The memorial service started at 7pm. We were late, of course. But it was important to be there. I wanted to show my support for my friends as they said goodbye to their youngest child, a 21 year old daughter.
What I saw and heard from those who shared who she was in that hour-long service made me realize my reason for being there wasn’t for them at all. I had a lesson to learn. Here it is:
What we make of our days is up to us. Period.
I’ve had a handful of what I formerly called “really good days”. Like the day our newborn adopted daughter was handed to us in the carseat we brought to the hospital. All 5 lbs, 6 ounces and 18 inches of her. That was a pretty good day. Like the day just a few weeks ago when our attorney called after a judge ruled in our favor. That was a really good day. Or like the day when, after years of living at less-than-quality-of-life my health changed and began to drastically improve. That was a really good day.
New jobs. A cool new car. A great vacation. Tickets to your favorite musical or sporting event. A new romance. Winning the lottery. We look for these “over-the-top” events in life to wait to have a good day.
But Kaitlyn lived life differently. She knew something about “good days” that 50 year old only learned recently. She made every day a good day. Her legacy can be summed up in a few words. First, she lived to serve others. It didn’t matter how she felt or what else she had going on. Others were more important to her. A few days before she passed away her life-long friend visited her in the hospital.Even though she was sedated, Kaitlyn lifted the IV tubes out of the way, pulled back the covers on her hospital bed and invited her friend to climb in next to her. She then pulled a pillow from behind her own head and placed it under her friend’s head. And then she buzzed the nurse. “We need ice cream for my friend.”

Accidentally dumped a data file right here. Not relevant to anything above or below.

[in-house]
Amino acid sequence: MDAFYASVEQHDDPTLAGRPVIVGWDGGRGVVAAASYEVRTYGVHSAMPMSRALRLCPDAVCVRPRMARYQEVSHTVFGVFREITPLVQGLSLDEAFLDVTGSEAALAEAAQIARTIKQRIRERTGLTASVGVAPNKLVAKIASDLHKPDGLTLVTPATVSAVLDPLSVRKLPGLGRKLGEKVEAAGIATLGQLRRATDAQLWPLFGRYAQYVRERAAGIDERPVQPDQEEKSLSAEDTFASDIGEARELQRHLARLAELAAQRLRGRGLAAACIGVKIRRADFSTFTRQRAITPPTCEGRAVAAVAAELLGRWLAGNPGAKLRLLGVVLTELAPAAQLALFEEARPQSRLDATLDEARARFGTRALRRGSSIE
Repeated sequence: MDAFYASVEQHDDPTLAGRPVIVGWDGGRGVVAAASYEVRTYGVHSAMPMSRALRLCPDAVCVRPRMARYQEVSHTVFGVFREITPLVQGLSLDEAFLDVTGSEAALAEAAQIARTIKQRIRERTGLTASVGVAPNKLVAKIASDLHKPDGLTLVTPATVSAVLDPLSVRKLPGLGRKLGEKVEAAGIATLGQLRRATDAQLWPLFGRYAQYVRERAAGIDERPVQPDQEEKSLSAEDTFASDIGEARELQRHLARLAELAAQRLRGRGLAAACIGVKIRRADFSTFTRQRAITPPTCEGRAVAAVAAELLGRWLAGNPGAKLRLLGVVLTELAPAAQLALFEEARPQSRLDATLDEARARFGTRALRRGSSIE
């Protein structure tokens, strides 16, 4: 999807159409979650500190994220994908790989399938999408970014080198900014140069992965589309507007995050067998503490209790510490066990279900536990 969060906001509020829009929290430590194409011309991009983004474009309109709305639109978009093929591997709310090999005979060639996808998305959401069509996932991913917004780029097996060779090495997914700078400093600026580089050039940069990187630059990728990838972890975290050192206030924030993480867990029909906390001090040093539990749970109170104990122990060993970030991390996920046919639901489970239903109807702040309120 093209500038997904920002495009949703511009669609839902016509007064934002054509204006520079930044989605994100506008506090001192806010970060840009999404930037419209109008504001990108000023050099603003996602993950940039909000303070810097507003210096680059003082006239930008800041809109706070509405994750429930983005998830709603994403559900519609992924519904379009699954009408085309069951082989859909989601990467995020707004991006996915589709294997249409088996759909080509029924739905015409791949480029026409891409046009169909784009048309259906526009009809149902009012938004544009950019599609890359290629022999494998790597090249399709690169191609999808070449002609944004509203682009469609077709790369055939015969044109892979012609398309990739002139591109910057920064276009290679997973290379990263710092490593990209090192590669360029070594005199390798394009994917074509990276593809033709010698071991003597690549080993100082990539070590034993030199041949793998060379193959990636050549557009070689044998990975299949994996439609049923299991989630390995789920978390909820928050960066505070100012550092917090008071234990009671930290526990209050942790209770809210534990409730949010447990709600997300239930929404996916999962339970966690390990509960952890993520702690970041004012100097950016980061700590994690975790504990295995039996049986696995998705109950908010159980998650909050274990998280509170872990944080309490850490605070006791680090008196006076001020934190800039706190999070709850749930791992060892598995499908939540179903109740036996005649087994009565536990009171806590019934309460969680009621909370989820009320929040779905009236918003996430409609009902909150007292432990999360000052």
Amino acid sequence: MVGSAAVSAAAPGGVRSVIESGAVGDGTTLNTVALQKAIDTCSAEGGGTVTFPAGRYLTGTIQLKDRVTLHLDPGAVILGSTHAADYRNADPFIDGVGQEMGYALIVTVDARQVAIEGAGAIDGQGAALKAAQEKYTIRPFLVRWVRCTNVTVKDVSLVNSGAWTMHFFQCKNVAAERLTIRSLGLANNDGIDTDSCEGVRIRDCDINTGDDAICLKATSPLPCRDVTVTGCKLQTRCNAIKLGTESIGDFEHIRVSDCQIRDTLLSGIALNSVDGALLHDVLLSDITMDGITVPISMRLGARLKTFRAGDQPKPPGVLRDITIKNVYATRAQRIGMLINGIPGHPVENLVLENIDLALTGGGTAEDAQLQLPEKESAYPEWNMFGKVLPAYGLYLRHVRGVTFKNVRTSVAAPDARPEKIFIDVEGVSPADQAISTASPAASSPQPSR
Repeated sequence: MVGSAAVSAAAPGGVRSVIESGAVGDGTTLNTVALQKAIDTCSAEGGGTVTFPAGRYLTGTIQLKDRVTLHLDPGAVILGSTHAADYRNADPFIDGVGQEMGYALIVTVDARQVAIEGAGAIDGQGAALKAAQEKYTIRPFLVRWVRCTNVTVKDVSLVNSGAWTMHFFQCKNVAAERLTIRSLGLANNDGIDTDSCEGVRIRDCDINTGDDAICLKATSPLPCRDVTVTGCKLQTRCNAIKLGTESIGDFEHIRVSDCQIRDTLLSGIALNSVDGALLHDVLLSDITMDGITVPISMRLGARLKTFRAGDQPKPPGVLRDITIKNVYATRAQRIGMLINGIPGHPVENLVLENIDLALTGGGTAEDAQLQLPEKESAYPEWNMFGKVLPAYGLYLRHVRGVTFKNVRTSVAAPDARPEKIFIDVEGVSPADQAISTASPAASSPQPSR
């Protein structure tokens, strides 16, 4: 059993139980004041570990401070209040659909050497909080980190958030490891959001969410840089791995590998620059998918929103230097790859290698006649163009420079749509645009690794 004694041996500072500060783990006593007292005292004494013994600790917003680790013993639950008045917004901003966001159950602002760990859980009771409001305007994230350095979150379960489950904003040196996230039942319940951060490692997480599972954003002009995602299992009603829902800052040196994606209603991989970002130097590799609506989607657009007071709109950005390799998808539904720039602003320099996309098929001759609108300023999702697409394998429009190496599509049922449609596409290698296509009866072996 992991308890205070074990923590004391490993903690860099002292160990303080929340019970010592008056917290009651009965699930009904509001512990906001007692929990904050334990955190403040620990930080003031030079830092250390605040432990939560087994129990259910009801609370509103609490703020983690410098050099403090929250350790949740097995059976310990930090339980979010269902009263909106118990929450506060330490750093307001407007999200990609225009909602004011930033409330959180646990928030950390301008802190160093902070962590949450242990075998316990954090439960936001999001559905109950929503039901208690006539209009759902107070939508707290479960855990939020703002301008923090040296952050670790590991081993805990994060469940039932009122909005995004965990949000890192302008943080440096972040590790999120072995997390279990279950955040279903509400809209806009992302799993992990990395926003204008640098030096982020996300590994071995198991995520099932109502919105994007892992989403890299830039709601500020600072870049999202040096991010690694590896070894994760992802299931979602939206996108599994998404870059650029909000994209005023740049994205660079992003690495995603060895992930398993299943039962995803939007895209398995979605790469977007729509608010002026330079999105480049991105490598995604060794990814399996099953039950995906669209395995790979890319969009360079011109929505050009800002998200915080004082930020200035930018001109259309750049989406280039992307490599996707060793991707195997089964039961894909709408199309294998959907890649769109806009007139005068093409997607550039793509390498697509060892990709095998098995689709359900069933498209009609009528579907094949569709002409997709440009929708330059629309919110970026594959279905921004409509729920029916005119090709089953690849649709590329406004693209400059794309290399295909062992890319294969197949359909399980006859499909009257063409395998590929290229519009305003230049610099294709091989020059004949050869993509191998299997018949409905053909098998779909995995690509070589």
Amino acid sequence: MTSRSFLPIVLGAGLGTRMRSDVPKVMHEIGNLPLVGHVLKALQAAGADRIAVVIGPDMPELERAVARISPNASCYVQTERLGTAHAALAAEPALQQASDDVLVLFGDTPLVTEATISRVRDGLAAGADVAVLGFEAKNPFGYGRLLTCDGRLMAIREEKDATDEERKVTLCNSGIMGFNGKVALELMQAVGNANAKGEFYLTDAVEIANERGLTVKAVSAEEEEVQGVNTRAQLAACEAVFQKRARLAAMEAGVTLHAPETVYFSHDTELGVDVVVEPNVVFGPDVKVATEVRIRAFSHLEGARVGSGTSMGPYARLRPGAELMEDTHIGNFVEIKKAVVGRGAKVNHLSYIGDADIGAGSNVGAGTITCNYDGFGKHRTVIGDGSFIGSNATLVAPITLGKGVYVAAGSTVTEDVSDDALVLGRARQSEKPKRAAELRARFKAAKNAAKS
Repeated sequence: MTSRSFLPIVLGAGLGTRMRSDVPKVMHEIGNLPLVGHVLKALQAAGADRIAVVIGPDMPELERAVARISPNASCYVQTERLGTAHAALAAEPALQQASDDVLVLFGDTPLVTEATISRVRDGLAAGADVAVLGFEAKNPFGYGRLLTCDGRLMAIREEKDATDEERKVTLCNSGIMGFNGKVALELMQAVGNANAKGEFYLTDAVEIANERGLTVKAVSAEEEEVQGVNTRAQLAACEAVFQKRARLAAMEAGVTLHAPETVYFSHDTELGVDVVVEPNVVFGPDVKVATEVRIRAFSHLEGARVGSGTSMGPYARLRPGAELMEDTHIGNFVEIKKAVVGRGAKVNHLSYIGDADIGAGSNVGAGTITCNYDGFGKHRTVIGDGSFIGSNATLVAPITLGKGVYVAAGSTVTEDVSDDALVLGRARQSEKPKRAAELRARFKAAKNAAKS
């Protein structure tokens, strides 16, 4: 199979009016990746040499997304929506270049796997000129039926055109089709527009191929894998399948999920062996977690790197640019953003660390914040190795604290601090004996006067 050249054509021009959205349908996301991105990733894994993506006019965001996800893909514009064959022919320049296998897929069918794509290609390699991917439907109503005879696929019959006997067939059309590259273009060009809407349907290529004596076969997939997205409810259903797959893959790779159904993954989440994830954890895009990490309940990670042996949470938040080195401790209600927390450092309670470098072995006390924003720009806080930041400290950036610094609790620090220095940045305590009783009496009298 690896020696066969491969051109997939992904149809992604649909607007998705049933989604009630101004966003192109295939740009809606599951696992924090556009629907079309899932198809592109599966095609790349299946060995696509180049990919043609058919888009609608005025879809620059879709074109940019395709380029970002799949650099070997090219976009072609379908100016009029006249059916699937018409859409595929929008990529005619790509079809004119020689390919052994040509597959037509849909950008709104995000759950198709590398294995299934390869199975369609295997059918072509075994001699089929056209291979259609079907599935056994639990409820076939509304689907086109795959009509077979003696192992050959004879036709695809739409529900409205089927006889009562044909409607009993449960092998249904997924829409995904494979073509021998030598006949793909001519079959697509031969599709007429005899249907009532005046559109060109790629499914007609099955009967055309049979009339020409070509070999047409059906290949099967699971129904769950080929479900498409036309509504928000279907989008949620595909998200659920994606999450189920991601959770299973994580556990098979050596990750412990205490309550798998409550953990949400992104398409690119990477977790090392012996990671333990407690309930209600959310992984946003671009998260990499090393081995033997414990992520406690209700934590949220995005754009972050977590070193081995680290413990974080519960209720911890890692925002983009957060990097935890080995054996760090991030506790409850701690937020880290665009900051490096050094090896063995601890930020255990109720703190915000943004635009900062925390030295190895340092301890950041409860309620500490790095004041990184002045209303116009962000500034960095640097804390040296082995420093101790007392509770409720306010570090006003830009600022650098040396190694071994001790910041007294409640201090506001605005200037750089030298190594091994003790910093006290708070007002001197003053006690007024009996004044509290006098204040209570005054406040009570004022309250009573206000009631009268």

And she had an amazingly positive attitude. Even when she knew several months ago that her time on earth was soon to end, she saw the positive in every situation. Did she ever feel down? Yes, no doubt. But she had a vision of the bigger picture.That vision allowed her to view every experience, every relationship in her life differently. She had a great sense of humor and truly enjoyed life. This was not a young person who wanted to die. She wanted to live a long life with her husband of 3 years. She wanted to be a mother. She wanted to stick around and enjoy her parents and brothers and sister. But even when the reality that those dreams were not to be, she was positive. Always smiling.
Make all of your days good days.
LeAnna Thomas has been a wellness advocate for 16 years and specializes in health-recovery, athletic performance and anti-aging. To connect with her please email firstname.lastname@example.org or visit her website.